And then, the young mother who worked for the denim company said to me, “You know, you’re right about one thing.  Fashionistas are not buying these distressed jeans as much.  They’re asking for solid denims.  It’s the up and coming trend. You’ll see less of these around.”  She flicked her hand toward her pantlegs. She took her son back from his daddy. She kissed his soft, almost invisible, hair. 

“Good,” I said. “We enjoyed meeting you all.  You have happy babies.”  And my husband and I left the picnic table to head back to our old-fashioned home.

Current Occupation: English Teacher and Developmental Editor
Former Occupation: Bookseller at Powell's City of Books
Contact Information: RanRan is from Oregon. He and his mom and dad love to eat spaghetti dinners after long days working in the yard. There are jackrabbits in the yard. We watch. They dig holes in the yard. The jackrabbits are afraid of the streets and run through the gardens. We grow peppers and tall corn and pumpkins in our garden. RanRan's other work can be found here:



Park Service


I work for the park, as per my degree and need to be away from people to the degree I need. I can hide behind trees, under park benches, etc. I can curse loud under the roar of our babbling brooks. Anything and everything is the bane of my existence. I hate the birds. I hate the trees. I hate the people. I hate balloons.

I was out cutting trees in the park. Dutch Elm. I’ve suicided many, plunging in so much death juice, trunk-by-trunk. I used to tell them prayers, now trees hurt me to look at them. You just need to go, I’d say. I have the degree. I know. I trimmed two down to stubs. I cut enough down I lost track and hoped I’d remember what I’d meant to do with my life. I went to another, the tallest of them, but heard a groan. I groaned to match, groaned murder at the crow up the tree. I settled. Here I was in my prison-orange standard-issue groundskeeper jumpsuit. I’ve never been in prison. I’ve never smoked a joint. I spit as high as I could. I asked the crow would it tell me how much I had left. Before I threw my clippers in my throat I heard a second grown.

I threw my clippers and my gardening gloves—striped tan and blue, my mother gave me—and there was a sick man there ten fifty yards down lying on the rocks beside the creek.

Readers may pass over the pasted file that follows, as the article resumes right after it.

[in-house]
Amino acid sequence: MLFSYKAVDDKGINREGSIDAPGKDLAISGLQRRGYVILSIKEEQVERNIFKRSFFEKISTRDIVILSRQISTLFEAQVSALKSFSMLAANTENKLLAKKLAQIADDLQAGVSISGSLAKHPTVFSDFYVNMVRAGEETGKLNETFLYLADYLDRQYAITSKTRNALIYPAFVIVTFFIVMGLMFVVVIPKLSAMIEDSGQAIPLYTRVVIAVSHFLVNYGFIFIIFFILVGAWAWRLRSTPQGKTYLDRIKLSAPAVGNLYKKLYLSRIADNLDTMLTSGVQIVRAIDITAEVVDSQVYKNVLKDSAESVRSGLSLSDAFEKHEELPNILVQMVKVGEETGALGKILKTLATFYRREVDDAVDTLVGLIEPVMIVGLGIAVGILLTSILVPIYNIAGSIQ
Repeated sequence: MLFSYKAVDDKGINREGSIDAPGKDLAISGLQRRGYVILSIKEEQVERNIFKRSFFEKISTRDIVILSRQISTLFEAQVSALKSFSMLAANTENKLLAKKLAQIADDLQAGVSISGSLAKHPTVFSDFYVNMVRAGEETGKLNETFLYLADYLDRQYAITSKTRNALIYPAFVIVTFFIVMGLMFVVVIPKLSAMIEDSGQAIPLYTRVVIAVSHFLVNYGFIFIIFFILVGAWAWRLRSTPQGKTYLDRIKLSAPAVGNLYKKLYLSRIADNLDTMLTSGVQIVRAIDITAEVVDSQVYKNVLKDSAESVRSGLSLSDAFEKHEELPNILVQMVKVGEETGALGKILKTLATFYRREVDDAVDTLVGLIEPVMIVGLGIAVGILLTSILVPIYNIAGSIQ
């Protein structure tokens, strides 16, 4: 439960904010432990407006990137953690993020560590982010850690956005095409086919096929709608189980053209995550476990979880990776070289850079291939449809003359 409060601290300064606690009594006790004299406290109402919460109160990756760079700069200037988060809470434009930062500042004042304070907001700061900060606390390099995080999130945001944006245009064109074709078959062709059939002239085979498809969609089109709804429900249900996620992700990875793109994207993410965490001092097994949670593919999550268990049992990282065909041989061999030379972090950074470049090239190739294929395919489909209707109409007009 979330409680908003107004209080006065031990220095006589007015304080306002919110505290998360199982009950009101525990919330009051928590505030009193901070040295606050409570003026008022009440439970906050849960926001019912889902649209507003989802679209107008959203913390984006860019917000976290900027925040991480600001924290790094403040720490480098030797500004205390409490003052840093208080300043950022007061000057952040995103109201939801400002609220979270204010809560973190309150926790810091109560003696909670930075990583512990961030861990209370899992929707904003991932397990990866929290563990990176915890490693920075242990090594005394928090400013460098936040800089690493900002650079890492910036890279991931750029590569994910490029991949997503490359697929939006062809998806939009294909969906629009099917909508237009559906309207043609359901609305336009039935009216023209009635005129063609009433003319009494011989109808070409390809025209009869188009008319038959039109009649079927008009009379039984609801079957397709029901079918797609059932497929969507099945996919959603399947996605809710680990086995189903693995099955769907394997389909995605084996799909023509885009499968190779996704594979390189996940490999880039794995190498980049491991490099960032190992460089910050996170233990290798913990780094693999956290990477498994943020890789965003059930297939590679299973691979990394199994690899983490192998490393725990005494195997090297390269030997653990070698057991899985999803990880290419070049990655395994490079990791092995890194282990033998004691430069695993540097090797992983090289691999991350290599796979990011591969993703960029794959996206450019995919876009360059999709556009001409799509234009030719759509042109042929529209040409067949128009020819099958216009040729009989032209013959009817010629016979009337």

I asked him was he was all right. He was but his back was hurt. Did I have any medicine, he wondered. I did not but I would call a doctor. He was a doctor already, no matter, he said. No need for another one. He clutched my orange jump and seethe-shouted would I check the flow to his blood, would I touch him at least. I checked and told him sixty beats per minute. He pushed on his pants at his hips to get them down. It was sore there, could I check. He was bruised.

‘Can you walk if I help you?’ I said.

‘Do you work here?’ he said.

My jumpsuit, nuclear-colored, ‘No,’ I said. ‘But I just love nature and I am trying to reconnect.’

He said something I couldn’t understand. I said I didn’t. He said it again. He winked and gave me a thumbs up. He turned his mouth up to the right. I gave him a thumbs up back. He turned it up left so I just pulled him up over me, his arms over my back and he held me very tightly and I held him like a backpack. We had a so much park to get through, a long path through a forest, and to cross a small stream before we reached any doctors.

I had nothing to gain. But yet already I couldn’t escape. I get a paycheck every month but it feels like looking at a mountain frowning at me. He pointed at the stars.

‘I was a great man with a large house, a wife, friends, children,’ he said. ‘I have been to this many countries,’ and he, wheezing, covered my eyes and nose with all his ten fingers. ‘Don’t you have goals?’ he said.

He pointed down a hill toward the river I knew had killed visitors before. I walked, still carrying him on my back, to walk beside the river, the river I’d dredged for ‘the boy’ who went missing, who we never found. I met his parents and they were in a different income bracket than me.

‘I can help you achieve the same things,’ he said. ‘For instance, do you have your dream house already?’ He laughed.

I felt a ringing in my head. I had nothing in mind nor could I draw anything to mind. In fact, I had nothing of ‘house,’ nothing, I was completely incapable forming any image of any house. ‘House’ did not exist. I tried to spit and spit on my own shirt.

‘Do you know what is blocking you, what planet blotting out your setting sun?’ he said.